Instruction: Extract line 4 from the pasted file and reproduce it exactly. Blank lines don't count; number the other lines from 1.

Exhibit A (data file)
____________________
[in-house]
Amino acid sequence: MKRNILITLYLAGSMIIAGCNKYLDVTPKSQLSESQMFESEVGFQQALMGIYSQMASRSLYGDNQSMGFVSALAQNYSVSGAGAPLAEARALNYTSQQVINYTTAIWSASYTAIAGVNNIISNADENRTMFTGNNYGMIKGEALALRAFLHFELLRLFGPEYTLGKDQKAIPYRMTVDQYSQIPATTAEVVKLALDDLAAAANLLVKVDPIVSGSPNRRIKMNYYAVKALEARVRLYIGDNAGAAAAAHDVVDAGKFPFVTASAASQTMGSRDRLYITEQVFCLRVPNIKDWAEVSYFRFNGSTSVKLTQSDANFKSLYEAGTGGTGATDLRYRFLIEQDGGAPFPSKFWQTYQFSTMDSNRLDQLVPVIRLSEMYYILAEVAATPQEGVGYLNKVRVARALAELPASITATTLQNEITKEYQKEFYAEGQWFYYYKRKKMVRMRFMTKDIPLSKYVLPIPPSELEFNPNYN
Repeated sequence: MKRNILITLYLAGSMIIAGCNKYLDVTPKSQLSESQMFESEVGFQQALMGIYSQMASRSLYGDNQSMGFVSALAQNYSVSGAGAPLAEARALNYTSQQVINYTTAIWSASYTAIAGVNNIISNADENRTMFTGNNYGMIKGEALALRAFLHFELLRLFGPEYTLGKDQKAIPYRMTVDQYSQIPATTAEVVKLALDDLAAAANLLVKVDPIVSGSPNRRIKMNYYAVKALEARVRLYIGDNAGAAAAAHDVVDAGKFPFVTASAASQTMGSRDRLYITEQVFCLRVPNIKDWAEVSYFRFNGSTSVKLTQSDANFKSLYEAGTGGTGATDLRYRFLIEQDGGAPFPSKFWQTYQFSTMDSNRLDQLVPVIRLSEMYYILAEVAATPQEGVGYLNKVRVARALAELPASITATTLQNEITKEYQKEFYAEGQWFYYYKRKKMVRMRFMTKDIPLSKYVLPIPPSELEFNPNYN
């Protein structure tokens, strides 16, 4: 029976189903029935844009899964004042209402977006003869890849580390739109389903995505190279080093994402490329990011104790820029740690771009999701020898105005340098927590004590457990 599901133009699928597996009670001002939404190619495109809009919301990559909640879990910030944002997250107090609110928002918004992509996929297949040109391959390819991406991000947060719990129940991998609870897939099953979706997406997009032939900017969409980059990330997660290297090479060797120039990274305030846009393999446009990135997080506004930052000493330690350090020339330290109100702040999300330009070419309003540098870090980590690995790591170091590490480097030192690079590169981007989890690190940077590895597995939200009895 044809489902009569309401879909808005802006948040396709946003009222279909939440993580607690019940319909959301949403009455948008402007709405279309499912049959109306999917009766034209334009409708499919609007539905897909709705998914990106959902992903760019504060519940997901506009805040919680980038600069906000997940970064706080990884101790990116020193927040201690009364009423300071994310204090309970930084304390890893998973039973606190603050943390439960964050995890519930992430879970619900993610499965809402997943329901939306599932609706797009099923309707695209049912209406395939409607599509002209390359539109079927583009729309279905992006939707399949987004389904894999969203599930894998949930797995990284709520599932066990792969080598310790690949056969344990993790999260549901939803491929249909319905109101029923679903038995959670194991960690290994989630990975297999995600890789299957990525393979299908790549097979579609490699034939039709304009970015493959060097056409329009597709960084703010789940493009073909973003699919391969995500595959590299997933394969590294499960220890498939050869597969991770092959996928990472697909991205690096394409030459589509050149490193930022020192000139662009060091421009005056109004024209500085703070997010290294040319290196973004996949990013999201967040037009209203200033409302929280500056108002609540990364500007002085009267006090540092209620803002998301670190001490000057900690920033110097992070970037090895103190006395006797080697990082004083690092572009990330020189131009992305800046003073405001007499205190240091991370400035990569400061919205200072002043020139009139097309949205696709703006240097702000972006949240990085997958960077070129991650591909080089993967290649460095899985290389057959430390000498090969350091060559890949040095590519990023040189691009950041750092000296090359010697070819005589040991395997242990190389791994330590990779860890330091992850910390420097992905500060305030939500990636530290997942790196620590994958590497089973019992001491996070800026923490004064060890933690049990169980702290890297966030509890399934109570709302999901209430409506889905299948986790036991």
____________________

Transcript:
């Protein structure tokens, strides 16, 4: 029976189903029935844009899964004042209402977006003869890849580390739109389903995505190279080093994402490329990011104790820029740690771009999701020898105005340098927590004590457990 599901133009699928597996009670001002939404190619495109809009919301990559909640879990910030944002997250107090609110928002918004992509996929297949040109391959390819991406991000947060719990129940991998609870897939099953979706997406997009032939900017969409980059990330997660290297090479060797120039990274305030846009393999446009990135997080506004930052000493330690350090020339330290109100702040999300330009070419309003540098870090980590690995790591170091590490480097030192690079590169981007989890690190940077590895597995939200009895 044809489902009569309401879909808005802006948040396709946003009222279909939440993580607690019940319909959301949403009455948008402007709405279309499912049959109306999917009766034209334009409708499919609007539905897909709705998914990106959902992903760019504060519940997901506009805040919680980038600069906000997940970064706080990884101790990116020193927040201690009364009423300071994310204090309970930084304390890893998973039973606190603050943390439960964050995890519930992430879970619900993610499965809402997943329901939306599932609706797009099923309707695209049912209406395939409607599509002209390359539109079927583009729309279905992006939707399949987004389904894999969203599930894998949930797995990284709520599932066990792969080598310790690949056969344990993790999260549901939803491929249909319905109101029923679903038995959670194991960690290994989630990975297999995600890789299957990525393979299908790549097979579609490699034939039709304009970015493959060097056409329009597709960084703010789940493009073909973003699919391969995500595959590299997933394969590294499960220890498939050869597969991770092959996928990472697909991205690096394409030459589509050149490193930022020192000139662009060091421009005056109004024209500085703070997010290294040319290196973004996949990013999201967040037009209203200033409302929280500056108002609540990364500007002085009267006090540092209620803002998301670190001490000057900690920033110097992070970037090895103190006395006797080697990082004083690092572009990330020189131009992305800046003073405001007499205190240091991370400035990569400061919205200072002043020139009139097309949205696709703006240097702000972006949240990085997958960077070129991650591909080089993967290649460095899985290389057959430390000498090969350091060559890949040095590519990023040189691009950041750092000296090359010697070819005589040991395997242990190389791994330590990779860890330091992850910390420097992905500060305030939500990636530290997942790196620590994958590497089973019992001491996070800026923490004064060890933690049990169980702290890297966030509890399934109570709302999901209430409506889905299948986790036991």